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False positivity of non-targeted infections in malaria rapid diagnostic tests: the case of human African trypanosomiasis

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Show simple item record Gillet, P. en_US Mumba Ngoyi, D. en_US Lukuka, A. en_US Kande, V. en_US Atua, B. en_US van Griensven, J. en_US Muyembe, J. J. en_US Jacobs, J. en_US Lejon, V. en_US 2014-09-25T13:39:15Z 2014-09-25T13:39:15Z 2013 en_US
dc.identifier.issn 1935-2727 en_US
dc.identifier.doi en_US
dc.identifier.other ITG-C1A; ITG-C6A; ITG-C8A; ITG-CLA; ITG-BLA; MULTI; DCS; U-TLM; U-INFDIS; DBM; U-PARDIA; JIF; DOI; FTA; E-only; Abstract; UPD56 en_US
dc.description.abstract BACKGROUND: In endemic settings, diagnosis of malaria increasingly relies on the use of rapid diagnostic tests (RDTs). False positivity of such RDTs is poorly documented, although it is especially relevant in those infections that resemble malaria, such as human African trypanosomiasis (HAT). We therefore examined specificity of malaria RDT products among patients infected with Trypanosoma brucei gambiense. METHODOLOGYPRINCIPAL FINDINGS: Blood samples of 117 HAT patients and 117 matched non-HAT controls were prospectively collected in the Democratic Republic of the Congo. Reference malaria diagnosis was based on real-time PCR. Ten commonly used malaria RDT products were assessed including three two-band and seven three-band products, targeting HRP-2, Pf-pLDH and/or pan-pLDH antigens. Rheumatoid factor was determined in PCR negative subjects. Specificity of the 10 malaria RDT products varied between 79.5 and 100% in HAT-negative controls and between 11.3 and 98.8% in HAT patients. For seven RDT products, specificity was significantly lower in HAT patients compared to controls. False positive reactions in HAT were mainly observed for pan-pLDH test lines (specificities between 13.8 and 97.5%), but also occurred frequently for the HRP-2 test line (specificities between 67.9 and 98.8%). The Pf-pLDH test line was not affected by false-positive lines in HAT patients (specificities between 97.5 and 100%). False positivity was not associated to rheumatoid factor, detected in 7.6% of controls and 1.2% of HAT patients. CONCLUSIONSSIGNIFICANCE: Specificity of some malaria RDT products in HAT was surprisingly low, and constitutes a risk for misdiagnosis of a fatal but treatable infection. Our results show the importance to assess RDT specificity in non-targeted infections when evaluating diagnostic tests. en_US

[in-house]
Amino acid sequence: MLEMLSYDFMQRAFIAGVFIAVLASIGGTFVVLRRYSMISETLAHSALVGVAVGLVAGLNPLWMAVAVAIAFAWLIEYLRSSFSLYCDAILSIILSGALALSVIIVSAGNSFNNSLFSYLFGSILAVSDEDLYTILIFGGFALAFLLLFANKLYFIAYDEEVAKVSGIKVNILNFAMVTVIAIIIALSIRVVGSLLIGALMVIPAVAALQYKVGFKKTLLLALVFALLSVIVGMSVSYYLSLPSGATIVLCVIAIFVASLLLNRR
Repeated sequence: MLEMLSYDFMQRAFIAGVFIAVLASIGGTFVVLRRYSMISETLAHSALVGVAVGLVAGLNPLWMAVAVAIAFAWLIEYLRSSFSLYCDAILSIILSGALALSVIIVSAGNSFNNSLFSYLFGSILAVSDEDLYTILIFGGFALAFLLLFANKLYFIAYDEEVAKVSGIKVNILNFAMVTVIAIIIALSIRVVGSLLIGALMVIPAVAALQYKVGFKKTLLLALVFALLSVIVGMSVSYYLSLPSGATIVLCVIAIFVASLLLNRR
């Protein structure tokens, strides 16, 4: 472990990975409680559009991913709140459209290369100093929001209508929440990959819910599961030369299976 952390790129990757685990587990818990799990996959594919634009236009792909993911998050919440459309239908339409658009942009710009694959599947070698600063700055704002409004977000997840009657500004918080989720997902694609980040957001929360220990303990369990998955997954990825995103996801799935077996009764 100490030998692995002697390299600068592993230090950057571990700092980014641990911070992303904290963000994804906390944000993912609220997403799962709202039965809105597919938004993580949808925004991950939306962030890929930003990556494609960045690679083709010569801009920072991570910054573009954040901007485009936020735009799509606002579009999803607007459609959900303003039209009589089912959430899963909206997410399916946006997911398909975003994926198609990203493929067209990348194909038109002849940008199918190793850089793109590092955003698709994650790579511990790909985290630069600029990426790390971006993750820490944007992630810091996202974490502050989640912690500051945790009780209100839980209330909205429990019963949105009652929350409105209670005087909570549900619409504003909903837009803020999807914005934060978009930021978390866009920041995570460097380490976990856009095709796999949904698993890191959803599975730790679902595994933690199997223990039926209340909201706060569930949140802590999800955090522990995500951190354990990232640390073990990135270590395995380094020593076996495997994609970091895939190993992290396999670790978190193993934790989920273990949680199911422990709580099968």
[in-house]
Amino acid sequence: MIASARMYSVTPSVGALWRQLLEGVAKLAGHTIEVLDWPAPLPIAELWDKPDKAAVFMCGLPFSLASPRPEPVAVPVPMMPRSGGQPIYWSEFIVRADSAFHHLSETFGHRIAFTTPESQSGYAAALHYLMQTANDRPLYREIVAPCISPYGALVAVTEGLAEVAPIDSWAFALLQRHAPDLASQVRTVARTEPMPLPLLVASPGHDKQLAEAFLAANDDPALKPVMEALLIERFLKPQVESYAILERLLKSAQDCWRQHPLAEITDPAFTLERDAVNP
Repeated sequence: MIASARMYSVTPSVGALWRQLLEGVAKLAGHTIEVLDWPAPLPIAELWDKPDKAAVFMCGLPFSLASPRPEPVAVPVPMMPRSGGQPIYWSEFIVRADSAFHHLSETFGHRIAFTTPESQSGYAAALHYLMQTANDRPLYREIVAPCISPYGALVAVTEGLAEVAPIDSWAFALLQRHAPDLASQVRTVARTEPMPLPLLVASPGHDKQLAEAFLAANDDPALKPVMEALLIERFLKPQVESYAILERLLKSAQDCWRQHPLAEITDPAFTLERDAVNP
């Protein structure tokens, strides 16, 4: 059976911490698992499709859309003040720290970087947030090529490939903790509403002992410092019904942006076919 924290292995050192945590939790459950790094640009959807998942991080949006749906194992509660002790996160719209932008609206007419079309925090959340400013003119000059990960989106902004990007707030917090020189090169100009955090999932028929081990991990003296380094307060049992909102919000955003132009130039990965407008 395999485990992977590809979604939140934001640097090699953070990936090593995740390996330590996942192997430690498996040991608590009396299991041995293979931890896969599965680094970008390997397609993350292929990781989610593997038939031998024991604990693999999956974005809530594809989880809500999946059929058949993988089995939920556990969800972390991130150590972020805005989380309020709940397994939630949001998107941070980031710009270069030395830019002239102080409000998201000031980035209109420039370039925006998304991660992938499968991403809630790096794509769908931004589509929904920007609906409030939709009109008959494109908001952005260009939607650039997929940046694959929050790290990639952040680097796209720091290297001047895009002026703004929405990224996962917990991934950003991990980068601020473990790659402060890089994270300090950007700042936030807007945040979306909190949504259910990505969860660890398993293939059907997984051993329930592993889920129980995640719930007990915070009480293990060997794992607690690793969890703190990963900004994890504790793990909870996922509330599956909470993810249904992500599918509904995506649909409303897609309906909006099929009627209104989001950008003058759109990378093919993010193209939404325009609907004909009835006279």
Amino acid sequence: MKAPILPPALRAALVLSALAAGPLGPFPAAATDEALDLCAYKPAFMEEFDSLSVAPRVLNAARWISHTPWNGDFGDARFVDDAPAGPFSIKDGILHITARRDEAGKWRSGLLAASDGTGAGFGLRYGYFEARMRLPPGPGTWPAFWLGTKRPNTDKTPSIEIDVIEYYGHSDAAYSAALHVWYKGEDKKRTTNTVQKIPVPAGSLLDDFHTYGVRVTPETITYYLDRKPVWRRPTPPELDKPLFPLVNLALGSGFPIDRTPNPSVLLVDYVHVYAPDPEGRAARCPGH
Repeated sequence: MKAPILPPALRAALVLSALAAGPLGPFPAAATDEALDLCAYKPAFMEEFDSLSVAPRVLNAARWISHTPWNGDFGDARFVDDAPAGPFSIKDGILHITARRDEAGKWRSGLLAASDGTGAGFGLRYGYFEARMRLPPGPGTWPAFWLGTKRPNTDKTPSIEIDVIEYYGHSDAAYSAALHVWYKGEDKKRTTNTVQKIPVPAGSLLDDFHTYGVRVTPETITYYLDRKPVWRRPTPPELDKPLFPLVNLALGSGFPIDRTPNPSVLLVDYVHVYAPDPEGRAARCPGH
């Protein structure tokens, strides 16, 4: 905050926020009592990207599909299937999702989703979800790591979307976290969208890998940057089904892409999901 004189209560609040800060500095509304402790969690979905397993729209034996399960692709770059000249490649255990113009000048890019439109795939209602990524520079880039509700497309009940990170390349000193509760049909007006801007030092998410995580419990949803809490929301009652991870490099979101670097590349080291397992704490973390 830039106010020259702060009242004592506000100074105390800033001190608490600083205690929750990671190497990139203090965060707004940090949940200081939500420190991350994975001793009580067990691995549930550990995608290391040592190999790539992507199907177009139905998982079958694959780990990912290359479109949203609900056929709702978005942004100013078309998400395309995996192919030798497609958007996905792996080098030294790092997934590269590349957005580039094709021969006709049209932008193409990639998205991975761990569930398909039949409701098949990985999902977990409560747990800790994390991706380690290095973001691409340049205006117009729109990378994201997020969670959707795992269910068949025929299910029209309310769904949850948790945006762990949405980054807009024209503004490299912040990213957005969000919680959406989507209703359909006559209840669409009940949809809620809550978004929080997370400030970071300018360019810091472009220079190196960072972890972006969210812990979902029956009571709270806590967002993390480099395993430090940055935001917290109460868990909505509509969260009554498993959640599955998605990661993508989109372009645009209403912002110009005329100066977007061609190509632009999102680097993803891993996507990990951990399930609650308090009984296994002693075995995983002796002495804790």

dc.language English en_US
dc.subject Protozoal diseases en_US
dc.subject Trypanosomiasis, African en_US
dc.subject Sleeping sickness en_US
dc.subject Trypanosoma brucei gambiense en_US
dc.subject Vectors en_US
dc.subject Tsetse flies en_US
dc.subject Glossina morsitans en_US
dc.subject Diagnosis en_US
dc.subject Evaluation en_US
dc.subject Performance en_US
dc.subject Rapid diagnostic tests en_US
dc.subject Malaria en_US
dc.subject Specificity en_US
dc.subject False-positive en_US
dc.subject HRP-2 en_US
dc.subject Congo-Kinshasa en_US
dc.subject Africa, Central en_US
dc.title False positivity of non-targeted infections in malaria rapid diagnostic tests: the case of human African trypanosomiasis en_US
dc.type Article-E en_US
dc.citation.issue 4 en_US
dc.citation.jtitle PLoS Neglected Tropical Diseases en_US
dc.citation.volume 7 en_US
dc.citation.pages e2180 en_US
dc.identifier.pmid en_US
dc.citation.jabbreviation PLoS Negl Trop Dis en_US

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